The Andromeda Strain poses a fascinating question: Has a lot changed since then or not much at all? It also provides a complicated answer: Yes.

The film, which premiered on March 12, 1971, was based on the first book Michael Crichton published under his own name. The Andromeda Strain launched Crichton into thriller-writer superstardom, while also helping give voice to a new societal fear: the contagion that destroys the world.

The 1969 book was such a success that Universal Studios immediately purchased the rights, and decided to make it into a film. Director Robert Wise was tasked with the job – and for good reason, as he was able to handle both big-budget movies and intimate genre-oriented adventure stories.

After starting as an editor at RKO – he was nominated for an Oscar there for editing Citizen Kane – Wise moved into directing and scored his first big hit with The Day the Earth Stood Still in 1951. That movie tells the story of an alien invasion, and was one of the most influential sci-fi films of its decade. Wise soon moved on to mainstream success with things like West Side Story and The Sound of Music, but he was never one to turn down a genre project: He directed the fantastic horror film The Haunting in 1963, and would go on to helm the first film in the Star Trek franchise in 1979.

The story of The Andromeda Strain involves an alien virus brought back to Earth by a satellite that crash-lands near a New Mexico town. Everyone in the town immediately dies, when a pair of scientists in protective gear – Dr. Jeremy Stone (Arthur Hill) and Dr. Mark Hall (James Olson) – are dropped into the scene, they discover that the organism kills people by turning their blood to dust.

Watch a Trailer for 'The Andromeda Strain'

They grab the satellite and two townspeople who have mysteriously survived, whisking an alcoholic old man and an infant to a secret government laboratory. This facility, which Stone designed, extends beneath the surface of the Nevada desert for six stories, and was built for exactly this purpose. In addition to Stone and Hall, two other scientists are flown in: Dr. Charles Dutton (David Wayne) and Dr. Ruth Leavitt (Kate Reid). Together, this team descends into the laboratory – stopping at each level to be disinfected in increasingly meticulous ways – then tries to figure out how to stop the deadly organism, which they've named the Andromeda Strain.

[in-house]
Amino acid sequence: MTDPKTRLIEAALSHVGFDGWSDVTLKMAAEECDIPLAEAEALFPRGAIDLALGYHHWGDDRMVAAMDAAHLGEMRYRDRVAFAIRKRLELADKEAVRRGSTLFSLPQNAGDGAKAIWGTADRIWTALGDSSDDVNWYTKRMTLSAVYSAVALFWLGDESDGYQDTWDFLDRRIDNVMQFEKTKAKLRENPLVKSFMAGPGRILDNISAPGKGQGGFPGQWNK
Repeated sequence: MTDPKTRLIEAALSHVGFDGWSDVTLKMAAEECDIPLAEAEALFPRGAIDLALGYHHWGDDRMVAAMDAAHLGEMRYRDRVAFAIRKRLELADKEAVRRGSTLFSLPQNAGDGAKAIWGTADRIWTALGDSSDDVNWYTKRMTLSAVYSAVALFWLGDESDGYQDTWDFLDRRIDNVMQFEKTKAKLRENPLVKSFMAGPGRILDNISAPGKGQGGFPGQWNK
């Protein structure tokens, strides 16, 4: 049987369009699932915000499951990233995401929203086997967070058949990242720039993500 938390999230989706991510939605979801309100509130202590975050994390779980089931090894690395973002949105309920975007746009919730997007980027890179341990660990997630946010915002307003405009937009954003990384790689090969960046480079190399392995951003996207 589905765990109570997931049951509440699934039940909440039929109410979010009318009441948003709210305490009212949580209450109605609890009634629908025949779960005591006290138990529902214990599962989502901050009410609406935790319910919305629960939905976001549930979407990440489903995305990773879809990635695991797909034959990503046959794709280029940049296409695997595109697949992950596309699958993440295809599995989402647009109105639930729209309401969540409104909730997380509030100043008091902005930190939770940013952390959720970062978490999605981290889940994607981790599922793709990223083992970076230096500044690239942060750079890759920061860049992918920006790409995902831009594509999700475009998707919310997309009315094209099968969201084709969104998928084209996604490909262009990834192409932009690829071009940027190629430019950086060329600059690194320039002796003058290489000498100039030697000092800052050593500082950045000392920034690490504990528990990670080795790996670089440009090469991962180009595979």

They manage to figure out that the organism is vulnerable to variation in Ph levels, so the alcohol in the old man's blood saved him, as did the salinity of the baby's tears. Another problem erupts, however, before they can put this knowledge to use. It turns out that the organism is prone to constant mutation, and soon evolves into a form that eats away plastic. As rubber seals keeping the virus contained begin to corrode, it is released into the laboratory at large. This initiates another peril: Their lab also holds a nuclear device set up to explode if anything goes wrong, and that's now been triggered.

Dr. Hall has been given the key to deactivate this system, and he has to race through a system of computer-controlled lasers in order to prevent them all from being incinerated. He does so, and we end with scientists seeding clouds in order to wash the Andromeda Strain from the atmosphere into the Pacific ocean, killing it once and for all.

In many ways, the film is deeply dated. The plot moves slowly, even by the standards of the time. Although the special effects (designed by legendary SFX man Douglas Trumbull, who worked on films like 2001: A Space Odyssey, The Towering Inferno and Blade Runner) were groundbreaking in 1971, many of them feel kitschy today. Wise's decision to shoot much of the film in split-screen also has not aged well, coming off as gimmicky rather than cutting edge.

The film's gender politics also provide a reminder of how much has changed over the decades. Dr. Hall has the only key that can deactivate the nuclear self-destruct sequence because of something Crichton came up with called the "odd-man hypothesis." The rule states that only single males can can be trusted in a life-or-death situation, since women and married people can't handle stress.

Watch the laser-turrets scene from 'The Andromeda Strain'

So, in technical terms, The Andromeda Strain is something of a failure. But in terms of the fears it addresses, the movie remains absolutely contemporary.

Before The Andromeda Strain, the list of fictional things that could end humanity was pretty much limited to the appearance of aliens, and the outbreak of nuclear war. After its appearance, the idea that disaster could come from a tiny, kind-of-alive creature like a virus became a part of our storytelling lore. And then, of course, as so often happens, reality began to imitate fiction and terrifying viruses did emerge – from Ebola and AIDS in the 20th century to the modern era's coronaviruses.

Because of these threats, The Andromeda Strain still has the ability to unsettle – from the way the film depicts the possibility of a deadly contagion appearing out of nowhere to the hubris of a scientific community which is confident things are under control ... until they aren't.

The tech may have changed since Michael Crichton and Robert Wise gave us their vision of these dangers, but the fear hasn't.


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